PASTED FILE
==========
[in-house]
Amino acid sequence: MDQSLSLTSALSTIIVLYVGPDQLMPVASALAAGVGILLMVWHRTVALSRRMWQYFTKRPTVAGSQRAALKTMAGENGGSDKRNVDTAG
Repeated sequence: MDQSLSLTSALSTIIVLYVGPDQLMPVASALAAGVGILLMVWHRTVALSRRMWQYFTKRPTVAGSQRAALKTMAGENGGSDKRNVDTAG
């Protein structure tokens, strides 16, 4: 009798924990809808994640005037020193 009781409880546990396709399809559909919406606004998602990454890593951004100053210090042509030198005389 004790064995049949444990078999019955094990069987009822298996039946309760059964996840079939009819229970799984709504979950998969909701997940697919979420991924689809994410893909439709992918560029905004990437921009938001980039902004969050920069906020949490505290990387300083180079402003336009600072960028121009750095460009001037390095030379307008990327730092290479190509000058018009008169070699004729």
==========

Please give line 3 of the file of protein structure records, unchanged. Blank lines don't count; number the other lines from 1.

Repeated sequence: MDQSLSLTSALSTIIVLYVGPDQLMPVASALAAGVGILLMVWHRTVALSRRMWQYFTKRPTVAGSQRAALKTMAGENGGSDKRNVDTAG